Foodborne illnesses cost over $50 billion each year and they can lead to other long term health effects.
The Centers for Disease Control and Prevention (CDC) estimates that each year roughly 48 million Americans (one in six) get sick, 128,000 are hospitalized, and 3,000 die of foodborne illnesses. Foodborne illnesses are caused by consuming food or drinks that are contaminated by debris, germs, parasites or toxins.
There are 5 primary risk factors that cause foodborne illnesses.
#1 - Food from Unsafe Sources. Food coming from an unknown origin can be dangerous because the foods are likely from a place that is not set up with adequate food safety controls. All foods served to the publich should be from inspected facilities from farm to fork.
#2 - Inadequate Cooking Temperatures. Perhaps the food was not fully cooked;
#3 - Improper Holding Temperatures. Poor refrigeration or foods left out at room temperature are conditions that allow germs to grow rapidly.
#4 - Contaminated Equipment. Even the simplest errors in food handling can cause someone to get a foodborne illness, and when this happens to two or more people, it is called a foodborne outbreak.
#5 - Poor Personal Hygiene. Perhaps someone who handled the food was sick or had germs on their hands.
NET Health works together with the community to reduce these known risk factors in foods and beverages served to the public. The two primary ways this is performed is through Education and Risk Based Inspections of all Retail Food Service Operations.
Educating food handlers is the best way to protect the public, food handlers themselves, and their families. Properly trained food handlers can improve food safety and reduce risks and behaviors commonly associated with foodborne illness and outbreaks. Training Is Required by law in Texas. That means that employees may not handle food without valid proof of training. In addition, food handlers need to keep their food handler cards current by renewing them at legally defined intervals. Well-trained Food Handlers Are More Valuable Employees. Through training, food handlers gain important knowledge and skills that not only protect the public, themselves and their families from illness, but prepare them to take advantage of opportunities for thousands of jobs available in the foodservice industry. Employers who are hiring staff see well-trained food handlers as more desirable and more valuable employees.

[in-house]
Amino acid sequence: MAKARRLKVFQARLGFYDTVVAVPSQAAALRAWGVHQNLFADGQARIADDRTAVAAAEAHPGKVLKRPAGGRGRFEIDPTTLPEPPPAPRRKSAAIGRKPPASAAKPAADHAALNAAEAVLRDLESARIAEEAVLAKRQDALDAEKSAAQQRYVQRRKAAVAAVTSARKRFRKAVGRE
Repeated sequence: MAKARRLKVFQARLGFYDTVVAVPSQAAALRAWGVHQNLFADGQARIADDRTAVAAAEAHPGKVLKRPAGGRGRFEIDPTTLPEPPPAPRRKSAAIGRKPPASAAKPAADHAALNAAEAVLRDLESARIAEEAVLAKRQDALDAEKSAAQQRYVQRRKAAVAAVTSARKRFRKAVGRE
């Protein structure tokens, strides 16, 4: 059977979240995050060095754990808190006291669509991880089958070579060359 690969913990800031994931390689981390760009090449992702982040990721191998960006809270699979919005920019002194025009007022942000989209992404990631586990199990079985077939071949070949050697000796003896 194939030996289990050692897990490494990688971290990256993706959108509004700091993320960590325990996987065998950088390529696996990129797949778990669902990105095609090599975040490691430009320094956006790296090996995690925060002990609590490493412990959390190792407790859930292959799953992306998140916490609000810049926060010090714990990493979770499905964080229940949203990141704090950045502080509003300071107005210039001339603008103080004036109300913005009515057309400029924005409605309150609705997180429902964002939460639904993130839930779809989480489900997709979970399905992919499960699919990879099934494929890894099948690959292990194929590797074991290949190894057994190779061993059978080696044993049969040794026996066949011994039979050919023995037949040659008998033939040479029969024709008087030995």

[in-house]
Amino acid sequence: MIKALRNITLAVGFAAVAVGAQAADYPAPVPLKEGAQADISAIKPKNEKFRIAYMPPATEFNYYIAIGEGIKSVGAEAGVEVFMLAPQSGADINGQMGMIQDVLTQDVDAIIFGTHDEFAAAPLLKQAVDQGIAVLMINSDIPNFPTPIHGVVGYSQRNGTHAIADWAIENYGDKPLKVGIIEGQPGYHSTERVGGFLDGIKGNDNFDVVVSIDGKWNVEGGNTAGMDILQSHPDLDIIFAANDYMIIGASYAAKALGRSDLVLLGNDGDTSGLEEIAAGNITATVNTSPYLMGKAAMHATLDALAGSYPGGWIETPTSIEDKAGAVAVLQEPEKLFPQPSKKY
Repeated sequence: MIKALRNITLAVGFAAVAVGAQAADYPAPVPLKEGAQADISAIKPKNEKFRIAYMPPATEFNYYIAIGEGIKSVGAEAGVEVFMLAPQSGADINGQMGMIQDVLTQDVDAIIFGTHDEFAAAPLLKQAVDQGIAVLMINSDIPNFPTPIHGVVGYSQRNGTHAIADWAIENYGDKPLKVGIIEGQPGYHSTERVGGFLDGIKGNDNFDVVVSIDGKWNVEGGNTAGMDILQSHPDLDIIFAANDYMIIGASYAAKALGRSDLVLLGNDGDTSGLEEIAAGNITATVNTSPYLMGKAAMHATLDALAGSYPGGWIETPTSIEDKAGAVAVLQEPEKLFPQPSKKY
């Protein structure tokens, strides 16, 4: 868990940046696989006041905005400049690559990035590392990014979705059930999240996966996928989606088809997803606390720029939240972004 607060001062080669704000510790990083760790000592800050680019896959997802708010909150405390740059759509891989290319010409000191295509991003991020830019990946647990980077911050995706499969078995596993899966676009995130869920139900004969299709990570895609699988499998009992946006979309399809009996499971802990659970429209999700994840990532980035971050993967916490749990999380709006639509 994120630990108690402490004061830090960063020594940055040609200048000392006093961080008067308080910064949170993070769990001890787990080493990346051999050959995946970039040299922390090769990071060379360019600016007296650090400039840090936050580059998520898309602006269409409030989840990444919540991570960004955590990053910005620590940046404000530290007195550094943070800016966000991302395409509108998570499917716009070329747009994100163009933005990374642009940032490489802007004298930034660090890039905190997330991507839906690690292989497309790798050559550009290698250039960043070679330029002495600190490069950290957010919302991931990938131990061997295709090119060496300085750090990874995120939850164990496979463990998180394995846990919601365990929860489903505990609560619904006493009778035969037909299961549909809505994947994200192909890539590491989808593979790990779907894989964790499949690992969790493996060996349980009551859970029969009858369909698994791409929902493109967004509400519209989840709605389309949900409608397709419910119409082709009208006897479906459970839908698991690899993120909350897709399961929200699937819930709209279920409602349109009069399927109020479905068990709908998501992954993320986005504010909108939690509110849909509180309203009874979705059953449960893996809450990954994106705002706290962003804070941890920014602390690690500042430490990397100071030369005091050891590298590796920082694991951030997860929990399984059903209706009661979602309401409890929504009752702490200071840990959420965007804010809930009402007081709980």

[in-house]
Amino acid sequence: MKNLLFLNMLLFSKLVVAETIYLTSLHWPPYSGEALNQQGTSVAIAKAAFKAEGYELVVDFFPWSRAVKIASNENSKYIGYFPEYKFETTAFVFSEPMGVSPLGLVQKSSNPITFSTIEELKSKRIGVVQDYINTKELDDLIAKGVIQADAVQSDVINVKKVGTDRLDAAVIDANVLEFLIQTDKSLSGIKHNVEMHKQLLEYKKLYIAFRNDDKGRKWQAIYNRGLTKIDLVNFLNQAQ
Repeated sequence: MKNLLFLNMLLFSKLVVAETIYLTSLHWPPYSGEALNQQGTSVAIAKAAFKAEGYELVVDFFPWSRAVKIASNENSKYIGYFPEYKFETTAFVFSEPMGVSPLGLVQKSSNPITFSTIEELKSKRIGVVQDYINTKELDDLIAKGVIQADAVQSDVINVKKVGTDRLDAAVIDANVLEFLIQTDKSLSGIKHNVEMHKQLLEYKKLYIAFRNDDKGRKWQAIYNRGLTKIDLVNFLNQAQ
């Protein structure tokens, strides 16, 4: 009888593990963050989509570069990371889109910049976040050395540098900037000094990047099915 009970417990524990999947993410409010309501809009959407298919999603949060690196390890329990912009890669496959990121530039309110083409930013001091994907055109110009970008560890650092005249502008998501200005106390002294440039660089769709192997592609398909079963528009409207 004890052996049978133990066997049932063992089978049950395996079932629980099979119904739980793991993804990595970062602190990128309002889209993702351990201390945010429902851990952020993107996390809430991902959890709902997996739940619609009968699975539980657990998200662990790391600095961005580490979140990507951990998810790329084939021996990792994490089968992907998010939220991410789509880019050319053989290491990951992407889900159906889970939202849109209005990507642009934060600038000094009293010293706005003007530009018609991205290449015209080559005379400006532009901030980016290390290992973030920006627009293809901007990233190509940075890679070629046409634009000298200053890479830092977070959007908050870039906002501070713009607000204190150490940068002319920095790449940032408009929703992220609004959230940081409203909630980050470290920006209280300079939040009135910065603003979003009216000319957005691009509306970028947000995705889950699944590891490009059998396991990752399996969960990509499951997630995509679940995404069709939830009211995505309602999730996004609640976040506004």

Risk Based Inspections. Inspectors focus their inspections on assessing the degree of active managerial control an operator has over the foodborne illness risk factors. By focusing inspections on the control of foodborne illness risk factors, inspectors can be assured that they are making a great impact on reducing foodborne illness.
Active Managerial Control means the purposeful incorporation of specific actions or procedures by industry management into the operation of their businesses to attain control over foodborne illness risk factors. It embodies a preventive rather than reactive approach to food safety through a continuous system of monitoring and verification.